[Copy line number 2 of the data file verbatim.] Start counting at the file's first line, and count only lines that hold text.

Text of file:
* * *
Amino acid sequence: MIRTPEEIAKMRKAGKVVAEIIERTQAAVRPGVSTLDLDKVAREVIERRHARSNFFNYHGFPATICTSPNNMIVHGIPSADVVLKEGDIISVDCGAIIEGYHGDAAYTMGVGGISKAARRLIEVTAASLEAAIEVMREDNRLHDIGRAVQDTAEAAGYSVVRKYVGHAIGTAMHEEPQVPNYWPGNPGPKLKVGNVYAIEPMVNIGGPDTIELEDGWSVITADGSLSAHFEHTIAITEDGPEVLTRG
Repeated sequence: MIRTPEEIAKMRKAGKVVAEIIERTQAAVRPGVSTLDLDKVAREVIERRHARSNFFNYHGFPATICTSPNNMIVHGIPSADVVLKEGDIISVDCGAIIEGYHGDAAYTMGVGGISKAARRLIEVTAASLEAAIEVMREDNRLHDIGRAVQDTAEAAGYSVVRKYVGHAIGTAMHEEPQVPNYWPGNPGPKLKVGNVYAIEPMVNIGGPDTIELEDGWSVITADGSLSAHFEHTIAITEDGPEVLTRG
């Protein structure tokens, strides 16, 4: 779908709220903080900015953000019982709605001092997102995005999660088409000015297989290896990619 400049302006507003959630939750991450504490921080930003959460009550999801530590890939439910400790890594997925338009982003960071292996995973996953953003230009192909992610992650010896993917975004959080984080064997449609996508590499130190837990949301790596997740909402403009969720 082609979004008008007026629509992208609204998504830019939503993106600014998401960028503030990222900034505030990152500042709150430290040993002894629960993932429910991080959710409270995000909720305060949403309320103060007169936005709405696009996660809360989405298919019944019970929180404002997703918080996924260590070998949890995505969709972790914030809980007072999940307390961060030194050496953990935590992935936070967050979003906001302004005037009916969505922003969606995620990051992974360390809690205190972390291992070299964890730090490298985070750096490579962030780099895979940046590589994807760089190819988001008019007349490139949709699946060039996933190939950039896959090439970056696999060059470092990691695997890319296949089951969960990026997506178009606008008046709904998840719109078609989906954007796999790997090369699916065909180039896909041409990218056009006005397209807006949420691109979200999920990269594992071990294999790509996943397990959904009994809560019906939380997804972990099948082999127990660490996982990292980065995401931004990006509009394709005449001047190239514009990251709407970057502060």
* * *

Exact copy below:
Repeated sequence: MIRTPEEIAKMRKAGKVVAEIIERTQAAVRPGVSTLDLDKVAREVIERRHARSNFFNYHGFPATICTSPNNMIVHGIPSADVVLKEGDIISVDCGAIIEGYHGDAAYTMGVGGISKAARRLIEVTAASLEAAIEVMREDNRLHDIGRAVQDTAEAAGYSVVRKYVGHAIGTAMHEEPQVPNYWPGNPGPKLKVGNVYAIEPMVNIGGPDTIELEDGWSVITADGSLSAHFEHTIAITEDGPEVLTRG